Would the Dodgers invite a group of white-faced clowns dressed up as rabbis in yarmulkes running around the field mocking the Jewish faith? Would it invite a group that mocked Mohammed and the Islamic religion? No! So why did it single out Christianity, a group that is more tolerant of the pride crowd than any other? In many Muslim controlled countries homosexuals are jailed and in many cases executed. Orthodox Jews maintain that the Bible forbids homosexual relationships and identities, and emphasize that only marriages that consist of a husband and wife are consistent with Jewish tradition.
The Dodgers’ sponsorship of this vile anti-Christian group is more abhorrent than any caricature of a Native American-themed warrior by a sports team. It’s time for Dodger fans to go on the warpath and do some scalping other than with tickets.
Speaking Of Sports: I thought I knew a lot about Amelia Island resident Neal Freeman, a nationally celebrated author and newsman until I read his article in the June 1, National Review headlined: “Think the Denver Nuggets Have Come a Long Way? You Have No Idea.”
I know Neal boasts a number of impressive credentials including TV producer, business executive, commentator, and accomplished public speaker. But not until I read the article was I aware that Neal was once a member of the ownership team of the NBA’s Denver Nuggets, a team now battling for the first time in its history for the World Championship of that sport.
In the article Neal explains how he and two other executives of a satellite company they ran took over the pathetic Nuggets franchise writing: “In 1989, I came into the ownership group — not, of course, through the front door with a nine-figure check, but through the side door with a happenstance connection.”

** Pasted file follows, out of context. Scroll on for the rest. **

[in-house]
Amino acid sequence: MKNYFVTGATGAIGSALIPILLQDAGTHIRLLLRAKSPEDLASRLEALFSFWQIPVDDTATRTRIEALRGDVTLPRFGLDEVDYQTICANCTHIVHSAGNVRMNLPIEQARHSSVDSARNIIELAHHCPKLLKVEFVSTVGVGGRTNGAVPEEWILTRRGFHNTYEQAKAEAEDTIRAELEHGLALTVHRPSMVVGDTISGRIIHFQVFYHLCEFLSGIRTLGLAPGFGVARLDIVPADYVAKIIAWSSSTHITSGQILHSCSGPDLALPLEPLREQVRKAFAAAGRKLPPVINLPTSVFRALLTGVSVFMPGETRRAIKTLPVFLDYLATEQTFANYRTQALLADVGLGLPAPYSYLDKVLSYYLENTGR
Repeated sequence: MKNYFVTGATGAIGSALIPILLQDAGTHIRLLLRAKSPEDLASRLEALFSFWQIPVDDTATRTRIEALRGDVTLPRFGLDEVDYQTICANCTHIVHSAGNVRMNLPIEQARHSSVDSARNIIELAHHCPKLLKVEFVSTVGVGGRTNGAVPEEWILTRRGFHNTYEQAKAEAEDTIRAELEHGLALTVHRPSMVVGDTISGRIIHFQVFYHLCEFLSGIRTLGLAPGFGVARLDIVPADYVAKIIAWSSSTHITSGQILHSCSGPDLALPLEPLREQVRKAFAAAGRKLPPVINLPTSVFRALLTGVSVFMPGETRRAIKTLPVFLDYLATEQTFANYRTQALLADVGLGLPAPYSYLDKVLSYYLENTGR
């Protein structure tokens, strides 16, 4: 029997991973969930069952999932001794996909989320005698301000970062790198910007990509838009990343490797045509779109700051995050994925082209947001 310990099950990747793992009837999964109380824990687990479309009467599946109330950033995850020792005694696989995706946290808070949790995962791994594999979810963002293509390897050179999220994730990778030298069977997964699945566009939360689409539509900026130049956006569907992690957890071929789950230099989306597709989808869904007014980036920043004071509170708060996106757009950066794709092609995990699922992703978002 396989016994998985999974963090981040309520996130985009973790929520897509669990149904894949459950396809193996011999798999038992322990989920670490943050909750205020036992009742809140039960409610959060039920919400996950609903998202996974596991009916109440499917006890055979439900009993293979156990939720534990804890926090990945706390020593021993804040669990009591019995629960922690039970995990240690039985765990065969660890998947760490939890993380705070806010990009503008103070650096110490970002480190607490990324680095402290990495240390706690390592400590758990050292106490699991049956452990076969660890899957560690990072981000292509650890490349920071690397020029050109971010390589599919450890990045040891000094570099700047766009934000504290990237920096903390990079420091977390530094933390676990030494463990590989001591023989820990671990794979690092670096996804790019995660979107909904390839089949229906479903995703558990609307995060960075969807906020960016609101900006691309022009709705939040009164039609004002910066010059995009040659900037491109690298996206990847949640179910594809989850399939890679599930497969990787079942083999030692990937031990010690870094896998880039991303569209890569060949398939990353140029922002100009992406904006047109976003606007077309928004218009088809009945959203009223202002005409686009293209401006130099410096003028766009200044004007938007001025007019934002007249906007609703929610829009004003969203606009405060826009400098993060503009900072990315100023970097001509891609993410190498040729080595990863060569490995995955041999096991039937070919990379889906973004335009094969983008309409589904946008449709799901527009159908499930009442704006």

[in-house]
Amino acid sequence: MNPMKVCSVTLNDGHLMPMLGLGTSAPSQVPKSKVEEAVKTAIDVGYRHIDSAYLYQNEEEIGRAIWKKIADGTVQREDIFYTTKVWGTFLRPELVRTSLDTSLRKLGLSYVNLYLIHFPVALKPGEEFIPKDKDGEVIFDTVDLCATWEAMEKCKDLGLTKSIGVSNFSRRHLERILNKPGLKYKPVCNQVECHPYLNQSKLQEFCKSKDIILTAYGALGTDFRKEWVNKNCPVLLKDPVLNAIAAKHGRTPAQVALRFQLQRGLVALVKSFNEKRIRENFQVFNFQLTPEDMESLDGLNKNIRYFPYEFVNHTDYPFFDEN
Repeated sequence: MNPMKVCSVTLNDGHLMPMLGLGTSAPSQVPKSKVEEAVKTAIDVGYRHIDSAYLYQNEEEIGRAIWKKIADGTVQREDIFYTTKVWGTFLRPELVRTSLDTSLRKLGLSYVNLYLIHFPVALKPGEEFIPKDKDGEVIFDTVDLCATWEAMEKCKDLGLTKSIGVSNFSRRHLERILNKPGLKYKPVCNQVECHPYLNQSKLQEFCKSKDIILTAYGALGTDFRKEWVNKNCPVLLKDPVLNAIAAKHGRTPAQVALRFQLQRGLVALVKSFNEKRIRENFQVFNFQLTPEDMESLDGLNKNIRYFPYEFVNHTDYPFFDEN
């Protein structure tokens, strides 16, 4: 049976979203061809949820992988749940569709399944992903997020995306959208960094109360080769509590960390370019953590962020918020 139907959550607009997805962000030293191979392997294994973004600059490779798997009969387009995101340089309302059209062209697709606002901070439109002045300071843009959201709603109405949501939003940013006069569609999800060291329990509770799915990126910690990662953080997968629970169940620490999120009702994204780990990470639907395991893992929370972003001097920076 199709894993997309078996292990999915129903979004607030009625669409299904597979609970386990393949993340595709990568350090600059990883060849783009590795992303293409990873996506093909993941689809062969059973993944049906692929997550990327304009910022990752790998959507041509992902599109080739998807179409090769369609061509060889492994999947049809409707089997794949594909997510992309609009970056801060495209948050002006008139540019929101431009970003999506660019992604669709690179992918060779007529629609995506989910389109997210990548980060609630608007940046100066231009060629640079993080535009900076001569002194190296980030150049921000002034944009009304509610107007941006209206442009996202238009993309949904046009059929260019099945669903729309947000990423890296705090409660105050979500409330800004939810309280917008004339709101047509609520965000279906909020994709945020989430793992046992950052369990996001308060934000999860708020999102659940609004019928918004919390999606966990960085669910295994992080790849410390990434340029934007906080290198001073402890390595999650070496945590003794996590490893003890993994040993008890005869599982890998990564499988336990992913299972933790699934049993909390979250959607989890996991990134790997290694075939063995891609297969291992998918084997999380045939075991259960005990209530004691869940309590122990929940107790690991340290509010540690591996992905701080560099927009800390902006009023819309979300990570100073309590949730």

He goes on to hilariously describe that miserable team’s early years, some of its more eccentric players, their antics on and off the court, and the fan reaction to it all. His descriptions of players, particularly the finger-wagging massive Dikembe Mutombo are captivating.
The Nuggets played their first game 56 years ago, and in the intervening years they have never won a championship. “Not even close,” explains Neal.
How bad were they. Here’s how Neal describes the team in the article: “To put the matter plainly, the Nuggets were not good at basketball. One season, we were so bad that we won 11 games. That would be 11 games from a regular-season schedule of 82 games, which is to say that we won less often than once a week. How did we manage even that feat? By catching a tired opponent on the second game of a back-to-back, say, or lucking into an injury-depleted team at the end of a long road trip, or banking in a wild shot at the end of a sloppy, out-of-control game. Mostly, we lost and lost and then lost some more. Our fans stayed away in droves. At home games, when we would announce the night’s attendance, the small, beer-soaked crowd would laugh out loud, knowing that we had counted generously.”